Police are taught that there are three categories of people: “Yes people,” “No people,” and “Maybe people.” These distinctions suggest the obvious ― that officers cannot talk everyone into handcuffs.
“Yes people” are compliant to a uniformed police presence. “No people” are fighters, runners or both. “Maybe people” can go either way. It is the last category where there are the most variables effecting the direction of a police contact.
Certainly the conduct and abilities of the officer are among the many variables. Each officer has a different background, intelligence, communication skills, command presence, temperament, education and limitations; they all perform differently. Yes, they all go through the same standardized basic training, but competence and character differ from officer to officer.
Some have athletic prowess and played contact sports growing up. Some come to the ranks with a frame of reference for physical confrontation limited to wedgies suffered during childhood. All, however, take the same oath. They must respond to 911 calls with different tools in the toolbox − outcomes will vary. A fit, 6’3”, 220 pound officer might use a control hold to subdue a “no person” instantly. Given the same circumstance a 5’3”, 135 pound, soft officer might necessarily use a Taser or deadly force.
In light of the controversy in Ferguson, Missouri surrounding the August 9, 2014 shooting death of an eighteen year old, unarmed black male, Michael Brown, by white police officer, Darren Wilson, there are three facts to consider: First, every fight an officer is in involves at least one gun; the one he/she is wearing and must defend. Second, most eighteen-year-old males can out last and ultimately overpower the average thirty-year-old man; this is in part why eighteen-year-old males are subject to the draft. Lastly, the premise launched by the media of an open season on young, black males by white police officers is outrageous. This myth is dispelled by DOJ reports on law enforcement officers killed and attacked (LEOKA studies), combined with year-to-year violent offender demographic information.
Public trust is a fragile treasure. Officers know that any use of force places their safety, career, and agency’s reputation in jeopardy. Still, unnecessary escalation by police does happen. With that said, it is the least frequent of the variables in play leading to use of force.
Police walk a tightrope of laws, policies and moreover public opinion.Despite earnest recruiting efforts to increase diversity in the ranks over the last four decades, 86% of America’s peace officers are white; most are male. Conversely, despite racial preferences and generational economic and educational assistance from taxpayers in the trillions of dollars earmarked for non-Asian minorities ― the fact remains: the overwhelming amount of violent crime in America year after year is committed by (young) black and Hispanic males (Sources: DOJ uniform crime reporting and The Color of Crime; Race, Crime and Justice in America: Second, Expanded Edition, New Century Foundation 2005).
The reality of who makes up the majority of police and who makes up the majority of violent offenders is used by the incredulous media to construct a false conclusion that modern law enforcement is nothing more than the Klan in blue. Notwithstanding the small number of bad apple exceptions in the ranks, this is irresponsible. It is an insult to a noble profession. In 2014 the issue is not white vs. black, but police vs. criminal.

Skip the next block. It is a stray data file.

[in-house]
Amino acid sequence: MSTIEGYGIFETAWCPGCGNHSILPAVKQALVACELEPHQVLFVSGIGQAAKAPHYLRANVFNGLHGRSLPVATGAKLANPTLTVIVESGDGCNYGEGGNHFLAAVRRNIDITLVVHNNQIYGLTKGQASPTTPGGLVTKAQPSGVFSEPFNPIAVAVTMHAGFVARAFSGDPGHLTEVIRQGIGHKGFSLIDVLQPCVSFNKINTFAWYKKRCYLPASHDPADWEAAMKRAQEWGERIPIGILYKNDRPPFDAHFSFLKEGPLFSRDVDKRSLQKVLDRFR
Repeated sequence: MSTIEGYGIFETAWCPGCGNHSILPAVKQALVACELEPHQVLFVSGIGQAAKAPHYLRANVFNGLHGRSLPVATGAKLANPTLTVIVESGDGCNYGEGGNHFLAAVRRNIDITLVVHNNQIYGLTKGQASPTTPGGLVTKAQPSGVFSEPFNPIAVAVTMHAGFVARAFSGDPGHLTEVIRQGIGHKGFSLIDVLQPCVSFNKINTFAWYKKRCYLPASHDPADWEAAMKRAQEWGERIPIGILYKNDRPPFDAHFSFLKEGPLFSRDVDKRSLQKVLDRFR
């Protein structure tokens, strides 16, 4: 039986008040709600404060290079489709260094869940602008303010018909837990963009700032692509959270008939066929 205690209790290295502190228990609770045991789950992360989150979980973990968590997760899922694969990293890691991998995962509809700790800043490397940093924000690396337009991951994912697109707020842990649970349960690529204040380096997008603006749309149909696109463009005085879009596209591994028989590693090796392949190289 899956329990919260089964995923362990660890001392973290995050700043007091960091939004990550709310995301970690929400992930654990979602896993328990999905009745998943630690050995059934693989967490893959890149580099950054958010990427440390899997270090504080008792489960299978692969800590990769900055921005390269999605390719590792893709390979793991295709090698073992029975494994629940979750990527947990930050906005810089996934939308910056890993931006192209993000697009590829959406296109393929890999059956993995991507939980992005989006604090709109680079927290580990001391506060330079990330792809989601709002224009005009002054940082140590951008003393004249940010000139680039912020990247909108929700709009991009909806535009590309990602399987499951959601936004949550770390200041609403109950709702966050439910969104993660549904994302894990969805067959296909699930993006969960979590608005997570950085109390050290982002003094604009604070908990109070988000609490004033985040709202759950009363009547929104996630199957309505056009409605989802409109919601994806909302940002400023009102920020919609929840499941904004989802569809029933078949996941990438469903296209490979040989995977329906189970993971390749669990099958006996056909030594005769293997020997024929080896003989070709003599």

Certainly, there are cases of police brutality on minorities ― just as there are on whites. In the interest of public trust, all of these incidents should come to light. Excessive use of force under the color of authority (perceived or real) always gets traction in the media when the victim is non-white; not so when the roles are reversed: On August 11, 2014 (just two days after the death of Michael Brown) a black Salt Lake City police officer shot and killed an unarmed twenty-year old, white man, Dillon Taylor. There was no media blitz and to-date the DOJ has not descended on Salt Lake.
The Obama administration works with the agenda-driven media and race hustlers the likes of Al Sharpton, Jesse Jackson to promote selective outrage, dividing the population along racial lines and convicting police in the court of public opinion ― before the facts are in. Sharpton has visited the White House over 80 times; he has Obama’s ear. Thomas Sowell recently opined on why we spend so much money on a criminal justice system if we are holding court in the media with the mob as jury
When black people are killed or harmed at the hands of whites the media feed us 24/7 spin the likes of which we saw in the Trayvon Martin case and the police shooting death of Michael Brown. There is no objectivity. When Eric Holder came to St. Louis in the wake of Michael Brown’s death, he said, “I am the Attorney General of the United States. But I am also a black man.” Like President Obama’s comments on Trayvon Martin and the Cambridge, Massachusetts (Brandeis University) case before, the knee-jerk, racially biased assumptions by this duo echoed from their pulpits of stature is divisive. Their positions afford them credibility by the ignorant ― dividing the country racially without regard for the truth. Obama and Holder are washed in racial bias and social justice ideology. Their irresponsible commentary injected into local issues usurps the Rule of Law and Due Process they took an oath to defend.